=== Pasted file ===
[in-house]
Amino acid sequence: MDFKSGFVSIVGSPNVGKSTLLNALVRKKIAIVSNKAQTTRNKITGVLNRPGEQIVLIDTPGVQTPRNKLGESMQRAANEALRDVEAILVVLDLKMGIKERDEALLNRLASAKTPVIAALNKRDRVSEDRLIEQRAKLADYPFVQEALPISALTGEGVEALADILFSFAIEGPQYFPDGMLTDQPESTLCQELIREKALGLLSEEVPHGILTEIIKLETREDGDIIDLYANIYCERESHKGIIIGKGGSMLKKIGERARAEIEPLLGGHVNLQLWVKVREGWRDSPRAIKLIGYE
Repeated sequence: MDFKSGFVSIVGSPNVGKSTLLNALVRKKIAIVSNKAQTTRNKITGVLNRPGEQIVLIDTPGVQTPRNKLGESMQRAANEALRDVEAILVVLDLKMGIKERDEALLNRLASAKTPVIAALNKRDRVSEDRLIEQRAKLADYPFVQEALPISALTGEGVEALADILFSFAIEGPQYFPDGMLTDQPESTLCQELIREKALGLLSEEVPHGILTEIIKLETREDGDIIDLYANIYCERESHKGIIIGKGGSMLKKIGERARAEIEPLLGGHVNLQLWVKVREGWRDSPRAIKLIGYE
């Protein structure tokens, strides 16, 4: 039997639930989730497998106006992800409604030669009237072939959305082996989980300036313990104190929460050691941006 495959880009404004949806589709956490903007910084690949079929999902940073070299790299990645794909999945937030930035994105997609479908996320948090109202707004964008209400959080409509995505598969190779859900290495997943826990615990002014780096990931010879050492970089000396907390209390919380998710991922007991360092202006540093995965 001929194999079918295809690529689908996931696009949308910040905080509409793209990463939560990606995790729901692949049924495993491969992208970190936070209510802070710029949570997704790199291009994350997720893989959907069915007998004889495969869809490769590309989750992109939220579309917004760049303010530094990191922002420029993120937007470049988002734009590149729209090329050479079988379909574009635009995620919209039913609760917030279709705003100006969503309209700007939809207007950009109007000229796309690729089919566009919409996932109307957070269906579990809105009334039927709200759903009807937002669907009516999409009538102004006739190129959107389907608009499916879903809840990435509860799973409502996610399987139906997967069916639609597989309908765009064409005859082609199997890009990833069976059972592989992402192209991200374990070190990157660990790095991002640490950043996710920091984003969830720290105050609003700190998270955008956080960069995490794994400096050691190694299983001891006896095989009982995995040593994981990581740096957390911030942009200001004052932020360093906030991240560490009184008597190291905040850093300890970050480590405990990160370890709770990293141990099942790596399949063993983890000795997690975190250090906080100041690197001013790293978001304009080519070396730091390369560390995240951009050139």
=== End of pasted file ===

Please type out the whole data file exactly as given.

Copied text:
[in-house]
Amino acid sequence: MDFKSGFVSIVGSPNVGKSTLLNALVRKKIAIVSNKAQTTRNKITGVLNRPGEQIVLIDTPGVQTPRNKLGESMQRAANEALRDVEAILVVLDLKMGIKERDEALLNRLASAKTPVIAALNKRDRVSEDRLIEQRAKLADYPFVQEALPISALTGEGVEALADILFSFAIEGPQYFPDGMLTDQPESTLCQELIREKALGLLSEEVPHGILTEIIKLETREDGDIIDLYANIYCERESHKGIIIGKGGSMLKKIGERARAEIEPLLGGHVNLQLWVKVREGWRDSPRAIKLIGYE
Repeated sequence: MDFKSGFVSIVGSPNVGKSTLLNALVRKKIAIVSNKAQTTRNKITGVLNRPGEQIVLIDTPGVQTPRNKLGESMQRAANEALRDVEAILVVLDLKMGIKERDEALLNRLASAKTPVIAALNKRDRVSEDRLIEQRAKLADYPFVQEALPISALTGEGVEALADILFSFAIEGPQYFPDGMLTDQPESTLCQELIREKALGLLSEEVPHGILTEIIKLETREDGDIIDLYANIYCERESHKGIIIGKGGSMLKKIGERARAEIEPLLGGHVNLQLWVKVREGWRDSPRAIKLIGYE
């Protein structure tokens, strides 16, 4: 039997639930989730497998106006992800409604030669009237072939959305082996989980300036313990104190929460050691941006 495959880009404004949806589709956490903007910084690949079929999902940073070299790299990645794909999945937030930035994105997609479908996320948090109202707004964008209400959080409509995505598969190779859900290495997943826990615990002014780096990931010879050492970089000396907390209390919380998710991922007991360092202006540093995965 001929194999079918295809690529689908996931696009949308910040905080509409793209990463939560990606995790729901692949049924495993491969992208970190936070209510802070710029949570997704790199291009994350997720893989959907069915007998004889495969869809490769590309989750992109939220579309917004760049303010530094990191922002420029993120937007470049988002734009590149729209090329050479079988379909574009635009995620919209039913609760917030279709705003100006969503309209700007939809207007950009109007000229796309690729089919566009919409996932109307957070269906579990809105009334039927709200759903009807937002669907009516999409009538102004006739190129959107389907608009499916879903809840990435509860799973409502996610399987139906997967069916639609597989309908765009064409005859082609199997890009990833069976059972592989992402192209991200374990070190990157660990790095991002640490950043996710920091984003969830720290105050609003700190998270955008956080960069995490794994400096050691190694299983001891006896095989009982995995040593994981990581740096957390911030942009200001004052932020360093906030991240560490009184008597190291905040850093300890970050480590405990990160370890709770990293141990099942790596399949063993983890000795997690975190250090906080100041690197001013790293978001304009080519070396730091390369560390995240951009050139």